- Historischer und kritischer Kommentar zu Friedrich Nietzsches Werken, vol 1/2 by Barbara Neymeyr
Berlin: De Gruyter, 2020. xxvi + 652 pp. ISBN: 978-3-11-028682-3. Hardcover, €69.95.
The latest volume in the massive ongoing scholarly project that is the Historischer und kritischer Kommentar zu Friedrich Nietzsches Werken (in which, to date, six have already been published) is a commentary by Barbara Neymeyr on Nietzsche’s UM, or at least the first two, “David Strauss, the Confessor and Writer” and “On the Uses and Disadvantages of History for Life.” (The remaining two “Untimelies,” on Schopenhauer and Wagner, will appear in volume NK, 1/4; NK, 1/1 on BT and NK, 1/3, a slim volume dedicated to TL, have already appeared in 2012 and 2016, respectively.) [End Page 296]
In several respects this commentary on the first two “Untimelies” could not, in contradistinction to Nietzsche’s ironic (or not-so-ironic) title, be more timely, inasmuch as these essays are often (and unjustly) overlooked, even though recent scholarship over the past few years suggests this situation is changing (see, for instance, Shilo Brooks, Nietzsche’s Culture War: The Unity of the Untimely Meditations [Cham: Palgrave Macmillan, 2018], and Jeffrey Church, Nietzsche’s Unfashionable Observations [Edinburgh: Edinburgh University Press, 2019], in the Edinburgh Critical Guides to Nietzsche series). Not the least of the reasons for these essays’ neglect is the amount of contextual knowledge required to make sense of what Nietzsche is trying to do in them, and in this regard the NK series is uniquely positioned to aid the reader of the original German text. It can do this by providing an introductory overview or Überblickskommentar of each essay, followed by an exhaustive series of notes on individual points in the form of a Stellenkommentar. Without this contextualization, it will be unclear to many why, for instance, Nietzsche chose David Friedrich Strauß as the subject for his first essay.
Thanks in good measure to the work of Frederick C. Beiser, however, who has recently published an intellectual biography of Strauß that positions him in the history of ideas as the “father of unbelief ” (Oxford: Oxford University Press, 2020), there is renewed interest in this figure and his significance in the history of unbelief. Nietzsche had read Strauß’s Das Leben Jesu für das deutsche Volk bearbeitet (the 1864 iteration of Das Leben Jesu, kritisch bearbeitet published in 1835–36) in the summer vacation of 1865, but the work that aroused Nietzsche’s ire in the first UM was Der alte und der neue Glaube: Ein Bekenntniß (1872) (15). As well as supporting Wagner in his feud with Strauß (10–11), among the multiple motivations for Nietzsche’s choice of Strauß as his polemical target must surely have been the tamed or domesticated version of unbelief proposed by Strauß, as opposed to the agonizing cry that would later burst forth from the mouth of the madman in Nietzsche’s GS 125, “God is dead!” In the era of the spread of COVID-19, the closure of churches, and the challenge to faith of a global pandemic, Nietzsche’s attack on the anodyne atheism of the likes of Strauß looks remarkably apposite.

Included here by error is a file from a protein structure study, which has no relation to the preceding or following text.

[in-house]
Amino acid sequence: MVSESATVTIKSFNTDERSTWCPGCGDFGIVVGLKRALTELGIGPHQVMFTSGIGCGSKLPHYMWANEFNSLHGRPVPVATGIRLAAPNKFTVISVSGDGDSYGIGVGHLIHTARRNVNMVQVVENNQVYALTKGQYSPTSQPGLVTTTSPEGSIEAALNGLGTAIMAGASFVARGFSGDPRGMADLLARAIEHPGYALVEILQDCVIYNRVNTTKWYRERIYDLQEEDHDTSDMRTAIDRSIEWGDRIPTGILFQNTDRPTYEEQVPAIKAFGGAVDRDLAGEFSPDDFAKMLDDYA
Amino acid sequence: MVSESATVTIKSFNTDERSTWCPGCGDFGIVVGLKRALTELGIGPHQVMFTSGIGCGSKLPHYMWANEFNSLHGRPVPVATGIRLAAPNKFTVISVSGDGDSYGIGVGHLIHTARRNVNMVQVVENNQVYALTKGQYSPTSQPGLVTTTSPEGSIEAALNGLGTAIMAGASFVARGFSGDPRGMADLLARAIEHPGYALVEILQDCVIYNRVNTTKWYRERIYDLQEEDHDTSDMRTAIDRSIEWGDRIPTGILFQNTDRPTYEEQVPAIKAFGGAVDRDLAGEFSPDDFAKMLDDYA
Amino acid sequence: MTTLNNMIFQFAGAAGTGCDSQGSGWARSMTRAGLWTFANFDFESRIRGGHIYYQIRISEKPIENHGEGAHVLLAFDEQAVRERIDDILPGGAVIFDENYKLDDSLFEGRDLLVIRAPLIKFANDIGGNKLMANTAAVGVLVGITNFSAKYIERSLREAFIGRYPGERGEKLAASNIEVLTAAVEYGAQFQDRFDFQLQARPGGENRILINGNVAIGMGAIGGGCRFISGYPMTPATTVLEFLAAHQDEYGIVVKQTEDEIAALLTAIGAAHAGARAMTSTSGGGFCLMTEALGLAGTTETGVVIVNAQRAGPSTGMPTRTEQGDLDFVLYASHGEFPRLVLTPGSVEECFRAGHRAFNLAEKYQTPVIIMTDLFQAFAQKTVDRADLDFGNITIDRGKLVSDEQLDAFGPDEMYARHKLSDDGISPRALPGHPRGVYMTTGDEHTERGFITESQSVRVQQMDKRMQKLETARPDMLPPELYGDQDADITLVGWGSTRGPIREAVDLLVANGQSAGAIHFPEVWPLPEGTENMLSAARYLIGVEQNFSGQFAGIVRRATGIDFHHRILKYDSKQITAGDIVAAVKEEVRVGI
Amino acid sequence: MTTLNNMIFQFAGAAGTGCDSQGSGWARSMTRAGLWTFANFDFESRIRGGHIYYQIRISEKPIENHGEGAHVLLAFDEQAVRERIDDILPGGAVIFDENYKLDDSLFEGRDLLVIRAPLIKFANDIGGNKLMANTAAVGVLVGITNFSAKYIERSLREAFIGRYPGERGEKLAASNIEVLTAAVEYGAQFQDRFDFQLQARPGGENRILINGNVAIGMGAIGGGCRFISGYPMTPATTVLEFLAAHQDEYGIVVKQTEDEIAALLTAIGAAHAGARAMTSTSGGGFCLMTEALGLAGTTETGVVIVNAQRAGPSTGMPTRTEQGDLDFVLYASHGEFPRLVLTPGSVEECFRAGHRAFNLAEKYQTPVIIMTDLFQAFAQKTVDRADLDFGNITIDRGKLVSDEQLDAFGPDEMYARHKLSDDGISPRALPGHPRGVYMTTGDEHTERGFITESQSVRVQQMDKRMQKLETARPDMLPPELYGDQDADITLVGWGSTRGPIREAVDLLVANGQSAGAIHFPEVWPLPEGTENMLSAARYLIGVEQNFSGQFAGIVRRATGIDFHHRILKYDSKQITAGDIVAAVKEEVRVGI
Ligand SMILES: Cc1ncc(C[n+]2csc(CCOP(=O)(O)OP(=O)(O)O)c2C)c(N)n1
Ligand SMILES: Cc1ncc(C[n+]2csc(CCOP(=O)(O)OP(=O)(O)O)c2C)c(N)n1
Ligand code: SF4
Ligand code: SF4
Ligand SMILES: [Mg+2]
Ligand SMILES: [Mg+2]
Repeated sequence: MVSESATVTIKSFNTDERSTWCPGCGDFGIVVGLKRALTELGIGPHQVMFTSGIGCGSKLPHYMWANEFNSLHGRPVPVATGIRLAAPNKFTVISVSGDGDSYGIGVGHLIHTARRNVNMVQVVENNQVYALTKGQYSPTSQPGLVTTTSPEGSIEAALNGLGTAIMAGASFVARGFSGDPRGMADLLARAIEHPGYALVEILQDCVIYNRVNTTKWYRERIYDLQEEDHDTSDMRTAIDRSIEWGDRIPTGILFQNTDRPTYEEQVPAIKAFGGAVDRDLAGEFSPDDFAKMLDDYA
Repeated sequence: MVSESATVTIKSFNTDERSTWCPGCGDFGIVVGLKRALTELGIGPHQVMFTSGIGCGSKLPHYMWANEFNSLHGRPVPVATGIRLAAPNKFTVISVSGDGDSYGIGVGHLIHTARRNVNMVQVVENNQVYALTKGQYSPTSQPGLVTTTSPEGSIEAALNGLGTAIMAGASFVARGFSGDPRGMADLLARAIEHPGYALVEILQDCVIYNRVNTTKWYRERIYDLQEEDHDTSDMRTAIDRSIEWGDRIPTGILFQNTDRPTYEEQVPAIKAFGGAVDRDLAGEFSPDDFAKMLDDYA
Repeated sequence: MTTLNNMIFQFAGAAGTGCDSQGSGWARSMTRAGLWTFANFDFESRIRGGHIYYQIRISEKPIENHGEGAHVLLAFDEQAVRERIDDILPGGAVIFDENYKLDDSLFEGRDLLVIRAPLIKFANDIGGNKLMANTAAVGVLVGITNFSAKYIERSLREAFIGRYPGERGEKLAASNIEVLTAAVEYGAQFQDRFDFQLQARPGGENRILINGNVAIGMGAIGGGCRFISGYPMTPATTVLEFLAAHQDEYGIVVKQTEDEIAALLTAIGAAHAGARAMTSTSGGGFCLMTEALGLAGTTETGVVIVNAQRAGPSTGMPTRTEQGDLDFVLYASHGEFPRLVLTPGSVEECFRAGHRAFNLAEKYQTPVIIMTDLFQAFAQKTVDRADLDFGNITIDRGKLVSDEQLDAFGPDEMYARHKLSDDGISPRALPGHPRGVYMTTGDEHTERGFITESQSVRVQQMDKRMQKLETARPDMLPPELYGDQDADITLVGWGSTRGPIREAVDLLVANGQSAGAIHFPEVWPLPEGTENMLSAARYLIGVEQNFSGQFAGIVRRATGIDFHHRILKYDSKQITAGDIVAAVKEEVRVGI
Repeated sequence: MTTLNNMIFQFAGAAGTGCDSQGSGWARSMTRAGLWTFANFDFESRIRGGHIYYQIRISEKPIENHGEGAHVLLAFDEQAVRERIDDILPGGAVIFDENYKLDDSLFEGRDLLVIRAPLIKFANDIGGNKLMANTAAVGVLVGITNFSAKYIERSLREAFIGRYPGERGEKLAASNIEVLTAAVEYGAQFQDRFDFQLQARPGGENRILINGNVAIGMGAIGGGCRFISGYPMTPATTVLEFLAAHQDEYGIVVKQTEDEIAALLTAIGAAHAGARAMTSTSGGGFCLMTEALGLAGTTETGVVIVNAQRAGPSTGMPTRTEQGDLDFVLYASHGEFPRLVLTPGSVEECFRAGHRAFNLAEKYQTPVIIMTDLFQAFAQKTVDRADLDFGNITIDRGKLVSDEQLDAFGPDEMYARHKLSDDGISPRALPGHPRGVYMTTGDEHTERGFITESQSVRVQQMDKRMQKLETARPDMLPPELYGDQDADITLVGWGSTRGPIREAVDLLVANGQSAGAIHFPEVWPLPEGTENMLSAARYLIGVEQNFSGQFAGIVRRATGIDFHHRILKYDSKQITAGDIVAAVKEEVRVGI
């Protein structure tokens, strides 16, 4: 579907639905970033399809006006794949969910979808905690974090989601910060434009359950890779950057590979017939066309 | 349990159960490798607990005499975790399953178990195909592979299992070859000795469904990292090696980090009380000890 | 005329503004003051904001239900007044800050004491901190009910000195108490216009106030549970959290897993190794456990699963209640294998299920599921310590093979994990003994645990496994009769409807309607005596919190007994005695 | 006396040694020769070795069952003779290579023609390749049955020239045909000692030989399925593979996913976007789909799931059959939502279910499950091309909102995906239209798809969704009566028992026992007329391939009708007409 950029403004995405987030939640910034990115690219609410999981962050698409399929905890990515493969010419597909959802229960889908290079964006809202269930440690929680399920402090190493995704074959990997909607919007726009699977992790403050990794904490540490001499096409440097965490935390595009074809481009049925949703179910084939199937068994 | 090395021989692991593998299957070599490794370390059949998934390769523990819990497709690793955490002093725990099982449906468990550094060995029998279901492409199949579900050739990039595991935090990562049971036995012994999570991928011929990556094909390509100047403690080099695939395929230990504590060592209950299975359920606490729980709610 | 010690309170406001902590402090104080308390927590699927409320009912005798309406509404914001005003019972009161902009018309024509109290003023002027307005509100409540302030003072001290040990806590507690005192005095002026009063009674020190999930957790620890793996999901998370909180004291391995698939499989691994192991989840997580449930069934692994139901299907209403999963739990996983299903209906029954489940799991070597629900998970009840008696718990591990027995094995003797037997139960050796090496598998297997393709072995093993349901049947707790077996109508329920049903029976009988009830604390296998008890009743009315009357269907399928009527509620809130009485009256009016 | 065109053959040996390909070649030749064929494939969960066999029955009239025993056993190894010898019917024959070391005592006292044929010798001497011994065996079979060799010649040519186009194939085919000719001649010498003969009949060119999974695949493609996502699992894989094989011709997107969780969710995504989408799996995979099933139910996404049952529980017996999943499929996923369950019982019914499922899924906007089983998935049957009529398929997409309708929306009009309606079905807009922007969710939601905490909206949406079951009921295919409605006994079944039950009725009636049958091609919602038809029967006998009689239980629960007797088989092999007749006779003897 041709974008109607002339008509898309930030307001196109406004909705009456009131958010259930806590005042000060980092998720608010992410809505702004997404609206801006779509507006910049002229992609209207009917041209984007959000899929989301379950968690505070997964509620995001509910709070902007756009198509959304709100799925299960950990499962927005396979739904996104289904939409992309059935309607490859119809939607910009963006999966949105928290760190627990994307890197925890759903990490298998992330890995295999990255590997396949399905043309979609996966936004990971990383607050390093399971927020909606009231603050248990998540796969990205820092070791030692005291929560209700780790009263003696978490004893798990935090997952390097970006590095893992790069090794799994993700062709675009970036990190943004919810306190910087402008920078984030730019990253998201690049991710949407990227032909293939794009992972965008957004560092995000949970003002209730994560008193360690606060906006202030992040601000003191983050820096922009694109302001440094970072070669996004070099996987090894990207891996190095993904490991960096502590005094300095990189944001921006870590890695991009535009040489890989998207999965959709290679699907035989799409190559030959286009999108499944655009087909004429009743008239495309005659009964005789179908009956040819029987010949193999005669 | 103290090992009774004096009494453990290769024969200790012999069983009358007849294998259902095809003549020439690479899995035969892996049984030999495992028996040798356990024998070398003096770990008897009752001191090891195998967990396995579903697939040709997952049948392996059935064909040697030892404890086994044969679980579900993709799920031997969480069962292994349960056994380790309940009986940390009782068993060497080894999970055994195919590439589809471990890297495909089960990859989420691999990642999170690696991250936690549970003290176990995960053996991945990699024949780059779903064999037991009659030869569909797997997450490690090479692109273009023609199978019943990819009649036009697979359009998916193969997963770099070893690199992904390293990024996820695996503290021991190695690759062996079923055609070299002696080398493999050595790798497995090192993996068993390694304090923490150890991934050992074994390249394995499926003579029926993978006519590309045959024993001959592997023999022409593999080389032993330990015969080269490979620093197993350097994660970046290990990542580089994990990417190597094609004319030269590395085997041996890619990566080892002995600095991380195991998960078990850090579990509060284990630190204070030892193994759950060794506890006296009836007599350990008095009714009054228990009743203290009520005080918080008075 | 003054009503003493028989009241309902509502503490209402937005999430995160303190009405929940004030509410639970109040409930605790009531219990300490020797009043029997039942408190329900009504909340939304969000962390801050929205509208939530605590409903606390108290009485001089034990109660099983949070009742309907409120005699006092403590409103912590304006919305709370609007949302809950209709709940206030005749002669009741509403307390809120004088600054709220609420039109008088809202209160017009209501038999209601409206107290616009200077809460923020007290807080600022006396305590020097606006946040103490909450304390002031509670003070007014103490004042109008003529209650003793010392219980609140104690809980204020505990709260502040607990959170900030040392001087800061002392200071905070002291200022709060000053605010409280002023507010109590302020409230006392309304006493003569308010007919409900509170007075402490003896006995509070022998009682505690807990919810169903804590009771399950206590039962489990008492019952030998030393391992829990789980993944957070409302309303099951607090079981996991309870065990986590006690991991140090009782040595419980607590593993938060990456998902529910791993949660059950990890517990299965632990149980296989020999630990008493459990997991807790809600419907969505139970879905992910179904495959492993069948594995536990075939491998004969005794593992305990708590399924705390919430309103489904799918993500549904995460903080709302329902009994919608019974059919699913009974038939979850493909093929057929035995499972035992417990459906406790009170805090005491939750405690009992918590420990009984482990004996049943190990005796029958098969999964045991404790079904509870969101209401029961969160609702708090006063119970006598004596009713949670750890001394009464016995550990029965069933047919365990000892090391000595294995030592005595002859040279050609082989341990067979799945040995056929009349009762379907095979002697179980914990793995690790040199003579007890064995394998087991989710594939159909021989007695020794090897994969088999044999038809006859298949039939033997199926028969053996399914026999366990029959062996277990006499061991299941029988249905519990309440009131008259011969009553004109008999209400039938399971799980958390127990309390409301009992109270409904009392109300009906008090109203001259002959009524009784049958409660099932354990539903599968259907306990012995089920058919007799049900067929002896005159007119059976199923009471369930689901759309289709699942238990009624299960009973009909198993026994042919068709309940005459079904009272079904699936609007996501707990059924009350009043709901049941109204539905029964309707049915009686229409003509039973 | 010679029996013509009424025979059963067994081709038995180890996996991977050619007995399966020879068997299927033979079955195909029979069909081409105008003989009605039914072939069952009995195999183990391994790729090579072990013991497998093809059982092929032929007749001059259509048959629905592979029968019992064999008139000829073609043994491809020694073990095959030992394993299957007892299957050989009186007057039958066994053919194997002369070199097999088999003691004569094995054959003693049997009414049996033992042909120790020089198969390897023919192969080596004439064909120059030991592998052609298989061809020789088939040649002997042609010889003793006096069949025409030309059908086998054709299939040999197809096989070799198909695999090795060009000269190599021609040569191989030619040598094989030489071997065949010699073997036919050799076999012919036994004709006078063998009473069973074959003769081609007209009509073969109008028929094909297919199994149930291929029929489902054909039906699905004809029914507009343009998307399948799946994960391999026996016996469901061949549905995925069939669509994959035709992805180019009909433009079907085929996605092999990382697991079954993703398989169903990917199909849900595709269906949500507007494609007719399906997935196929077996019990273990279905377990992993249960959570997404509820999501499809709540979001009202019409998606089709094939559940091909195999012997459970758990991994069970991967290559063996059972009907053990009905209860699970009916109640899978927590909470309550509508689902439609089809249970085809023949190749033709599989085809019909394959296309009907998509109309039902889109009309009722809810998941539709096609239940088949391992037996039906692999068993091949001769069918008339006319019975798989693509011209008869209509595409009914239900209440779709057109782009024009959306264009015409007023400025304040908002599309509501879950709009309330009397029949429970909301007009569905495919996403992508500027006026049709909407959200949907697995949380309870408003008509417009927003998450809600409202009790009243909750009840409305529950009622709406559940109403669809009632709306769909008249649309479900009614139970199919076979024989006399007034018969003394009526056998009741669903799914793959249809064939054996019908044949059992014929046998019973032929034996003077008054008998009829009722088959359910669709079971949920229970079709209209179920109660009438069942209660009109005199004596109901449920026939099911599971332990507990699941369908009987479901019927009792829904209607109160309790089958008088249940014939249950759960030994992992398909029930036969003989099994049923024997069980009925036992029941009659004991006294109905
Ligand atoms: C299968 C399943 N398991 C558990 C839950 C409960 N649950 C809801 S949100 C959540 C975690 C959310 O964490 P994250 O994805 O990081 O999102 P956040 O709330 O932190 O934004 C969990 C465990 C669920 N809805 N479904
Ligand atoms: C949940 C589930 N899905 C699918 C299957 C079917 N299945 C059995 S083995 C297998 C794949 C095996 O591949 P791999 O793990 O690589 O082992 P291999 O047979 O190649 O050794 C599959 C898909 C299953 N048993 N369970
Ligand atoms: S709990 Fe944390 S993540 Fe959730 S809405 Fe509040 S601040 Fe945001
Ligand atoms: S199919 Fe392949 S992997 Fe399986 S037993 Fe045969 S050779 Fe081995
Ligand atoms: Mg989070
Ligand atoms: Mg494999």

Then again, Nietzsche’s essay on histor(iograph)y, the subject of Anthony K. Jensen’s An Interpretation of Nietzsche’s On the Uses and Disadvantage of History for Life (London: Routledge, 2016), speaks directly to the debate over the purpose of scholarship—and more broadly and even more urgently, the role of education—in our own times. While Nietzsche [End Page 297] most likely had at the back of his mind Schiller’s inaugural lecture at the University of Jena in 1789, Was heißt und zu welchem Ende studiert man Universalgeschichte (439), his history essay also engages with the thesis of his then colleague at Basel Jacob Burckhardt, that history was “a terrible continuum [. . .] that had to be given a shape [Bild...